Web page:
Cubs to consider pitching for Rule 5 Draft

Cubs to consider pitching for Rule 5 Draft

NATIONAL HARBOR, Md. -- The Cubs may select a player in Thursday's Rule 5 Draft, especially if they can find a pitcher who can give them more depth.

The Draft will take place on the final day of baseball's Winter Meetings, and start at 8 a.m. CT at the Gaylord National Resort & Convention Center. The Cubs have the final pick of the first round.

Clubs pay $100,000 to select a player in the Major League phase of the Rule 5 Draft. If that player does not stay on the 25-man roster for the full season, he must be offered back to his former team for $50,000. The last Cubs' pick in this Draft was Hector Rondon in 2012.

The Cubs are looking ahead. Among the pitchers who will be free agents after the 2017 season are Jake Arrieta, John Lackey, Pedro Strop, Brian Duensing and Wade Davis.

The Cubs acquired Davis from the Royals on Wednesday in exchange for outfielder Jorge Soler, and president of baseball operations Theo Epstein said the team is still looking at free-agent pitchers on the market but would consider short-term deals.

One concern for the Cubs is making sure they have enough starting pitching options in case someone is hurt. This past season, Travis Wood, Trevor Cahill and Adam Warren were the backups. Cahill and Warren made one start each.

The candidates on the roster heading into 2017 include Rob Zastryzny, Jake Buchanan, Aaron Brooks and Seth Frankoff, whom the Cubs signed to a Minor League deal in mid-November. All four are expected to be in the Triple-A Iowa rotation at the start of 2017.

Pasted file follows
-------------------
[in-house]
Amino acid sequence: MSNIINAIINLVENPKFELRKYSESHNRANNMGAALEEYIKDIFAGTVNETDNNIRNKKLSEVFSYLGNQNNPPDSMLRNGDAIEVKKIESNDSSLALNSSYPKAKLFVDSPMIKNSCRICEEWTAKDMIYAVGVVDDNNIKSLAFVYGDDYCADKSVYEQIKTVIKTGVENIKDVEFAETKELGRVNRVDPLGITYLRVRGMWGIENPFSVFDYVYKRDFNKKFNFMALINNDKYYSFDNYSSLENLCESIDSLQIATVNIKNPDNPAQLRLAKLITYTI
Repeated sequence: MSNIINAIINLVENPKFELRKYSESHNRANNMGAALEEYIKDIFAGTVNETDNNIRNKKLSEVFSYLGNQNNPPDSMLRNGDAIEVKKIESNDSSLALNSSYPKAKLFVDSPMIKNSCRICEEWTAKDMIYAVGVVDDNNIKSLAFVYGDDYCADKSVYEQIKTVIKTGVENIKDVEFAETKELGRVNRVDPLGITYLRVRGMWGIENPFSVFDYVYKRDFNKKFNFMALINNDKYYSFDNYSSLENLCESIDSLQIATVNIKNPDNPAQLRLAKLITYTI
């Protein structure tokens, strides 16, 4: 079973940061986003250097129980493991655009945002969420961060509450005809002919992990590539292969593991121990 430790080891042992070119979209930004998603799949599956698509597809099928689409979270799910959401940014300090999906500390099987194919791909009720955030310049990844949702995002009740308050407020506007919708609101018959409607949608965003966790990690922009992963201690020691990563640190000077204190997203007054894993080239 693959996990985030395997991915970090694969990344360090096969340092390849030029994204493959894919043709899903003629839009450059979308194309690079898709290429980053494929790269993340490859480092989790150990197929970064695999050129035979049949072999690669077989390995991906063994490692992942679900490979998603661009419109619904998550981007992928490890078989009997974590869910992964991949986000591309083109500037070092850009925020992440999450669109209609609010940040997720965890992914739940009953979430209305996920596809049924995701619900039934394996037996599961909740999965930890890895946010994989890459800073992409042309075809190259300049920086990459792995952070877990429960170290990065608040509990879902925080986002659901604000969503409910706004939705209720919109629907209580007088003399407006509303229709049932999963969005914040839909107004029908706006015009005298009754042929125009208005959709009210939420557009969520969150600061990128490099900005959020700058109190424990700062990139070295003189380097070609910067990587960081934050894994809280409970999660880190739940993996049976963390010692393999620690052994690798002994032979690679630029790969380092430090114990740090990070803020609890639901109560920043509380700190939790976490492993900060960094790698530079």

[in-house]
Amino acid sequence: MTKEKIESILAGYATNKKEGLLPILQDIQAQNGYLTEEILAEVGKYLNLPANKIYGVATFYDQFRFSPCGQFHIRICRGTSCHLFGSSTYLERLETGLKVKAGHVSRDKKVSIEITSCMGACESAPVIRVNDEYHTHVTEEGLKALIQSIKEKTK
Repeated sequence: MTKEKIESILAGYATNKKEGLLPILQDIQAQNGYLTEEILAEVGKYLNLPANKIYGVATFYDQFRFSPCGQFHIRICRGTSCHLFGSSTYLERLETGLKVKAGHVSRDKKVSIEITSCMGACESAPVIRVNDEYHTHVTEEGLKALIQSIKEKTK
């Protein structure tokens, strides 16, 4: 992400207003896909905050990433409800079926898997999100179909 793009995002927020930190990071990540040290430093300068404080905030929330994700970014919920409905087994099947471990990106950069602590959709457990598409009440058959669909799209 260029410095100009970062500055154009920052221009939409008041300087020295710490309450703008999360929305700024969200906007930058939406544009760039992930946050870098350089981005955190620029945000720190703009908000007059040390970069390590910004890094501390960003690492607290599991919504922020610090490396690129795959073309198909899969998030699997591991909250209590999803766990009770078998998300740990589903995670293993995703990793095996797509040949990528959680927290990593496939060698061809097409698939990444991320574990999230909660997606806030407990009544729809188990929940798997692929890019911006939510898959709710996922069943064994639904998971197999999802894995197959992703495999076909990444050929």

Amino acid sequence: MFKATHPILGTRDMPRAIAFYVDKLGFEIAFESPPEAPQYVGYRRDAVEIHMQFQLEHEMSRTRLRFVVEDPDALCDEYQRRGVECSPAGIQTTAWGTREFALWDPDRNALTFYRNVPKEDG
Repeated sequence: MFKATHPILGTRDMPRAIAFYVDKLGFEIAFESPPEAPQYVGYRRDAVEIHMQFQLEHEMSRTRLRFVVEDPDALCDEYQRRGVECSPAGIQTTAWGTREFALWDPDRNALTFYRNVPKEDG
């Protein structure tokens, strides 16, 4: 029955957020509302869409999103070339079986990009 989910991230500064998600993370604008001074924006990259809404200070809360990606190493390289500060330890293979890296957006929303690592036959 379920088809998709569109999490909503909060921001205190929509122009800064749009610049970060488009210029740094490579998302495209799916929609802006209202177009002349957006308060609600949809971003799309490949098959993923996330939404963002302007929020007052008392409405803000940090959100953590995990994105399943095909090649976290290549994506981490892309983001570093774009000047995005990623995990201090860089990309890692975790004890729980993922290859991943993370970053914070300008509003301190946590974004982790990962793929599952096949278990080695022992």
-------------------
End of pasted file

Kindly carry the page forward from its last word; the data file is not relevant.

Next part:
"We're looking for guys to be starters for the future for us and to be the [No.] six through [No.] 10 starters that we know we'll have to lean on during the season," Epstein said.

What if ...

If the Cubs had lost Game 7 to the Indians, would they be approaching the offseason any differently? Epstein said no.

"The Wade Davis move is an aggressive move," he said. "It's not a hedge or a cautious move. We traded a longer-term asset for a short-term asset. If you do that, you have to make sure the short-term asset is an impact one. That was the case with [Aroldis] Chapman, and that's now the case with Davis. I see that as an aggressive move, the move by an organization that's hungry to win a World Series."

Future tense

Arrieta is one of four Cubs who are arbitration-eligible; his agent, Scott Boras, said they'd be willing to discuss a long-term contract.

"Our attitude is that we're open to listening to anyone, to the Cubs, on anything they choose to do with Jake," Boras said on Wednesday. "Like we did last year, we will evaluate it. Our doors are open to listen to what they have to say.

"It's something where if Theo and [general manager Jed Hoyer] want to talk to us about it, we'd be happy to. ... Normally, these things come up in January when we are talking arbitration-eligible players and what they are going to do with them."

Arrieta, the 2015 National League Cy Young Award winner, went 18-8 with a 3.10 ERA in 31 starts in 2016.

Carrie Muskat has covered the Cubs since 1987, and for since 2001. She writes a blog, Muskat Ramblings. You can follow her on Twitter @CarrieMuskat and listen to her podcast. This story was not subject to the approval of Major League Baseball or its clubs.